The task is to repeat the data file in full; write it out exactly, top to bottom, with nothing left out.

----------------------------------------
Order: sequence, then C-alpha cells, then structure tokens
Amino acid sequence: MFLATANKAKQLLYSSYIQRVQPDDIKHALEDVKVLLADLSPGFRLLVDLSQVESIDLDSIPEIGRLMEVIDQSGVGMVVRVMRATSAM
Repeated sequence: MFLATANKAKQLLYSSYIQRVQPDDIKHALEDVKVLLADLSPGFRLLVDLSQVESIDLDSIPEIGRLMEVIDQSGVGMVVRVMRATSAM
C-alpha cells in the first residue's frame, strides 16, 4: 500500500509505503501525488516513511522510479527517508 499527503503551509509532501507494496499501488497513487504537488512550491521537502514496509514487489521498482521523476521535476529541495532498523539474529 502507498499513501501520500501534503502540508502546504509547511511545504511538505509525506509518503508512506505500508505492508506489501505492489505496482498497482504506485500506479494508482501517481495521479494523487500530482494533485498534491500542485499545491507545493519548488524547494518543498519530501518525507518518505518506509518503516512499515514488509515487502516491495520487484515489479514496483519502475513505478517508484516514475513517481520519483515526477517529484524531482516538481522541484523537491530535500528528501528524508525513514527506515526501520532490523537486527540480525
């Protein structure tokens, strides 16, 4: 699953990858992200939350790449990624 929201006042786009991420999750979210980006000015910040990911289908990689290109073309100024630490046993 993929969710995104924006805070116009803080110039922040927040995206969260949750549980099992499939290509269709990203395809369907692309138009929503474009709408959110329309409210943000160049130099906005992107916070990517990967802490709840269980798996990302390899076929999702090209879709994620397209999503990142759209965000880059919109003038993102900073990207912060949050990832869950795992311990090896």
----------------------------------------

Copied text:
Order: sequence, then C-alpha cells, then structure tokens
Amino acid sequence: MFLATANKAKQLLYSSYIQRVQPDDIKHALEDVKVLLADLSPGFRLLVDLSQVESIDLDSIPEIGRLMEVIDQSGVGMVVRVMRATSAM
Repeated sequence: MFLATANKAKQLLYSSYIQRVQPDDIKHALEDVKVLLADLSPGFRLLVDLSQVESIDLDSIPEIGRLMEVIDQSGVGMVVRVMRATSAM
C-alpha cells in the first residue's frame, strides 16, 4: 500500500509505503501525488516513511522510479527517508 499527503503551509509532501507494496499501488497513487504537488512550491521537502514496509514487489521498482521523476521535476529541495532498523539474529 502507498499513501501520500501534503502540508502546504509547511511545504511538505509525506509518503508512506505500508505492508506489501505492489505496482498497482504506485500506479494508482501517481495521479494523487500530482494533485498534491500542485499545491507545493519548488524547494518543498519530501518525507518518505518506509518503516512499515514488509515487502516491495520487484515489479514496483519502475513505478517508484516514475513517481520519483515526477517529484524531482516538481522541484523537491530535500528528501528524508525513514527506515526501520532490523537486527540480525
């Protein structure tokens, strides 16, 4: 699953990858992200939350790449990624 929201006042786009991420999750979210980006000015910040990911289908990689290109073309100024630490046993 993929969710995104924006805070116009803080110039922040927040995206969260949750549980099992499939290509269709990203395809369907692309138009929503474009709408959110329309409210943000160049130099906005992107916070990517990967802490709840269980798996990302390899076929999702090209879709994620397209999503990142759209965000880059919109003038993102900073990207912060949050990832869950795992311990090896």